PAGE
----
Danfoss Drives was delighted to host a visit by Danish Maritime CEO Jenny Braat to the Graasten factory, on 6 May. The Danish Maritime business association represents Danish manufacturers of maritime equipment and vessels, and in this capacity a dialogue is more relevant than ever for Danfoss Drives, as we expand our support to marine decarbonization at an accelerating rate.
Ferry electrification gives potential for 30,000 tpa less CO2
Jenny Braat highlights that ”Today, emissions from Danish ferries amount to a total of 200,000 tonnes CO2 annually: the distribution is 80,000 tpa CO2 emission from smaller ferries and 140,000 tpa for Kattegat ferries. By converting to electric propulsion, a potential 30,000 tpa reduction in CO2 emissions is possible, and other technologies can help to reduce CO2 emission even further."
”Globally, the ferry industry comprises 7,200 vessels with an average age of 30 years. With this ageing fleet, we can predict a massive ferry replacement process ahead, in fact it’s already begun. We can expect an increase in new contracts every year from 2025 onwards.”
During her factory visit to Danfoss Drives Graasten, Jenny Braat met our engineers and viewed the new smart highly automated factory facilities which equip Danfoss Drives to deliver the pinnacle of quality in power electronics, and to stay competitive in the coming decades.
In our role as decarbonization partner for a multitude of marine customers, Danfoss Drives provides intelligent and efficient power conversion solutions for zero-emission propulsion. These solutions empower electric vessels to achieve world-class performance and reliability, both onboard in the machine room propulsion system and onshore in rapid vessel charging. Ports can furthermore benefit from power converters from Danfoss Drives, as they power shore supply systems servicing berthed vessels.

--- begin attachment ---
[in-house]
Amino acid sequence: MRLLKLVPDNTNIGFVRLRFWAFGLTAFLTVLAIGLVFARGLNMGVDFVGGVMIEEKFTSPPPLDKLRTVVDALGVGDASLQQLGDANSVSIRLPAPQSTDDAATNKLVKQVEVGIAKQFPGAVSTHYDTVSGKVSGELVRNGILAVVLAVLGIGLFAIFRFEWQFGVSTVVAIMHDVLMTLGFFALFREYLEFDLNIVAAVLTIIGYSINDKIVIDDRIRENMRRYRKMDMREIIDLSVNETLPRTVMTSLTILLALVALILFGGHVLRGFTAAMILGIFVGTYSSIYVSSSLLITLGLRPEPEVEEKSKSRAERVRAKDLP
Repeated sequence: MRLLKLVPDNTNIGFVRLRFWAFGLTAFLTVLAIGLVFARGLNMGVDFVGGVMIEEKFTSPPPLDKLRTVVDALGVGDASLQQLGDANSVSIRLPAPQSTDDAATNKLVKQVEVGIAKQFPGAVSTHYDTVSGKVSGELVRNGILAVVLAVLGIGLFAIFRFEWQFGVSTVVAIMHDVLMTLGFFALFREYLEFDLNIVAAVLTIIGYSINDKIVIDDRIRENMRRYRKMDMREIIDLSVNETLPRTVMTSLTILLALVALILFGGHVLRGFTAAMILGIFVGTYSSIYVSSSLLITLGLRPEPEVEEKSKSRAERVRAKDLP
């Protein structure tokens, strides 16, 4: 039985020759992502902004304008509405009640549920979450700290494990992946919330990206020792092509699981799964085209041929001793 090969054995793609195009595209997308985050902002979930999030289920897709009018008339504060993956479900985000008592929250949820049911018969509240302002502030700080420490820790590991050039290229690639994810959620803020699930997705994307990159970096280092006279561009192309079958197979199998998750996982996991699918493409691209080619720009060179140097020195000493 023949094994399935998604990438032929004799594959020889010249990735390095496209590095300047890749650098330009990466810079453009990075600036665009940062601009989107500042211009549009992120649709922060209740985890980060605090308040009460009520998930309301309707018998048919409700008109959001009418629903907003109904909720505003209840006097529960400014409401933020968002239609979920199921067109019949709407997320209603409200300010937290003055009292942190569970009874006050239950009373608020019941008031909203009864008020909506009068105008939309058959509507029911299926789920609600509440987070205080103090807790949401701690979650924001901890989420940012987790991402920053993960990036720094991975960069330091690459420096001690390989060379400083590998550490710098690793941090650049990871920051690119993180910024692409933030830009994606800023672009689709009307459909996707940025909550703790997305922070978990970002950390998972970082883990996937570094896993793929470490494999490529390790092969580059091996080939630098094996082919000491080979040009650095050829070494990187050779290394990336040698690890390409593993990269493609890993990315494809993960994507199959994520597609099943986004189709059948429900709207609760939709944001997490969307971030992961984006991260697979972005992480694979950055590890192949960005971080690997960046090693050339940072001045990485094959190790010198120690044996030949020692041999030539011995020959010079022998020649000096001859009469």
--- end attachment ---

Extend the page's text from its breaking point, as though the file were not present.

Three questions to Jenny Braat, CEO at Danish Maritime:
Claus Larsen, Country Manager - Denmark at Danfoss Drives: According to the Danish Marine Authority, in 2017 Danish vessels carried 20% of the world’s trade. With such dominance, why is it important that Danish companies still collaborate with each other on deliveries in the marine industry?
Jenny Braat: The Danish maritime industry, like the rest of Danish industry, consists of a few large and very many small and medium-sized Danish companies. There is therefore a need for us to work together, and fortunately we are also really good at it. When we enter the world market, we often meet large groups, and it is easier to get in if we have system solutions that are also difficult to copy.
Claus Larsen: How can Danish companies best support one another?
Jenny Braat: It is important that our companies - when they are operating in export markets or dealing with the customer - remember what we are capable of in Denmark and, when possible, can give other Danish companies a boost, recommending them to their customers. This is especially true when the big fish can take the little fish out into the world. In fact, we in the industry need to play up each others’ talents.
Claus Larsen: How can Danish Maritime contribute?
Jenny Braat: Danish Maritime has an important role in bringing our members together and creating collaborations, but also in making our competencies visible both in Denmark and globally. It is important that the world knows that when they seek maritime solutions, they must look to Denmark and the Danish maritime industry. At the same time, we have a very important role in being our members' voice in the domestic political system, so that it is attractive to run a maritime company in Denmark, and to work as an employee in our member companies.